Hans Graf, Daniel Harding, Thomas Hengelbrock, Kurt Masur, Kent Nagano, Roger Norrington, Sakari Oramo, Michel Plasson, Mstislav Rostropovich and Christian Thielemann are among the many conductors with whom Daniel Hope has worked. Instrumental collaborators include Thomas Adès, Yuri Bashmet, Hélène Grimaud, Edgar Meyer, Kristian Bezuidenhout, Lynn Harrell, Zakir Hussain, Sebastian Knauer, Jaime Laredo, Katia and Marielle Labèque, Mischa Maisky, Mark O’Connor, Anne Sofie von Otter, Mark Padmore, Menahem Pressler, STING, and Tabea Zimmermann.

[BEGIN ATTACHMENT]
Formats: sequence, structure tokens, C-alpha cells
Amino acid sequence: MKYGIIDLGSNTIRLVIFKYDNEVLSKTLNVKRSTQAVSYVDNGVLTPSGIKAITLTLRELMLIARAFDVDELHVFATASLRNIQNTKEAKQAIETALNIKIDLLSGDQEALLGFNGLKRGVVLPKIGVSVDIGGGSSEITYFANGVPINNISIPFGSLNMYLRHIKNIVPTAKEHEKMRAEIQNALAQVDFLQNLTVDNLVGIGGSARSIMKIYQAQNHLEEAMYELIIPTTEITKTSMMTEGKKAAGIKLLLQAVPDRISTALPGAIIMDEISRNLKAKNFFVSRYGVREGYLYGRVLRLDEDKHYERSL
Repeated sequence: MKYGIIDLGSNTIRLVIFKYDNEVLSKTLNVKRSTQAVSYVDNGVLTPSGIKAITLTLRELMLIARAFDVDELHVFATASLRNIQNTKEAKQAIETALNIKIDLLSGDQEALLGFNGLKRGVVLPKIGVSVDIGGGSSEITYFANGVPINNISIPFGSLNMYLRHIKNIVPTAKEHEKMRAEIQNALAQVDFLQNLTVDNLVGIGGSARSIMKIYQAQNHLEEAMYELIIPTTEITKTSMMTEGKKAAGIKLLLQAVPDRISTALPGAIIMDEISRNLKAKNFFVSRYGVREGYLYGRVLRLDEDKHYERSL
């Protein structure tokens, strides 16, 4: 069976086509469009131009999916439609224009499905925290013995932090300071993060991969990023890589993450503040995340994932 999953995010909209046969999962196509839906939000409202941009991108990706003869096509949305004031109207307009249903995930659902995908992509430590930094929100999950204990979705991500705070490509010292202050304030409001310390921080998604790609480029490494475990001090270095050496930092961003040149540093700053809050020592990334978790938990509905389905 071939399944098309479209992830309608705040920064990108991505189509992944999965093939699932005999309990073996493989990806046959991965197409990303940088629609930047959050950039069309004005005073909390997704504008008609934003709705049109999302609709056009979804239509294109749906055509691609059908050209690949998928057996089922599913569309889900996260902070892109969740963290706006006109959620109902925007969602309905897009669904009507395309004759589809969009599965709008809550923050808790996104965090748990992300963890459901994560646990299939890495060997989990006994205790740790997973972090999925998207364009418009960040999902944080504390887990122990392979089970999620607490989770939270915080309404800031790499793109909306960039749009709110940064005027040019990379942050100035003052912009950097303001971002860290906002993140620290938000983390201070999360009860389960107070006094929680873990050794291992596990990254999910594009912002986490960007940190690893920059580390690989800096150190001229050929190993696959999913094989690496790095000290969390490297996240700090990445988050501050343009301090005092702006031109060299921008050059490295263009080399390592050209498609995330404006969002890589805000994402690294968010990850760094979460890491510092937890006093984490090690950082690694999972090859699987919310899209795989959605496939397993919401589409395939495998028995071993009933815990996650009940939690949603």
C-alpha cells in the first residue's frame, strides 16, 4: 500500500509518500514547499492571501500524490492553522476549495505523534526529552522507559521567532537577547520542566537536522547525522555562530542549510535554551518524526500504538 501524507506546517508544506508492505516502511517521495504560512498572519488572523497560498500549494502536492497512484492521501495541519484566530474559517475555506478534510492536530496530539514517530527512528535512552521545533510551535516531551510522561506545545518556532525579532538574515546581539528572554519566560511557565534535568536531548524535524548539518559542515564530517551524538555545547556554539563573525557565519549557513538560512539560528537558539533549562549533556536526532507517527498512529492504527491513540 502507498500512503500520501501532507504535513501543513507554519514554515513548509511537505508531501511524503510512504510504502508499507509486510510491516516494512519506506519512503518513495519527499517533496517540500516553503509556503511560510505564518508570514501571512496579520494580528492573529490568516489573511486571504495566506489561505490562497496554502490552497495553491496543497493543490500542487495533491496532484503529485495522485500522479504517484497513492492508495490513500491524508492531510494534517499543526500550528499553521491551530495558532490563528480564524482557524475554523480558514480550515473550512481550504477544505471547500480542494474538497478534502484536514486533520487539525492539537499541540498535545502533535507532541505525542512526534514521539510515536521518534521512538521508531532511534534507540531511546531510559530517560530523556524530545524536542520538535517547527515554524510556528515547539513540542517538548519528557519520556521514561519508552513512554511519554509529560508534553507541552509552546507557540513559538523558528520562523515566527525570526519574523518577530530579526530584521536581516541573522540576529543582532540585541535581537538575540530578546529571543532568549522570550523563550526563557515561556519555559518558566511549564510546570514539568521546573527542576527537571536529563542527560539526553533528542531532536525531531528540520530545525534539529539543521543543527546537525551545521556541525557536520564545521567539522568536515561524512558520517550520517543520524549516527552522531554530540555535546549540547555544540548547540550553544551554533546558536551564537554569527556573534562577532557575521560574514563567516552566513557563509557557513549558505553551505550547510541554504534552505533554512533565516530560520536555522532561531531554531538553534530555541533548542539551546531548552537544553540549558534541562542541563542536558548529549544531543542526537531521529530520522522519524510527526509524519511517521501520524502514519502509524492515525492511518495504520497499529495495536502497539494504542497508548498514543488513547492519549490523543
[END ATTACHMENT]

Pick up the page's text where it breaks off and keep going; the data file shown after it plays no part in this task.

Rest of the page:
Hope regularly directs chamber orchestras from the violin including the Chamber Orchestra of Europe, Camerata Salzburg, L’Arte del Mondo and Stuttgart Chamber Orchestra.
Daniel Hope plays the 1742 "Ex-Lipinski" Guarneri del Gesù violin, put at his disposal by an anonymous family from Germany. He lives in Vienna.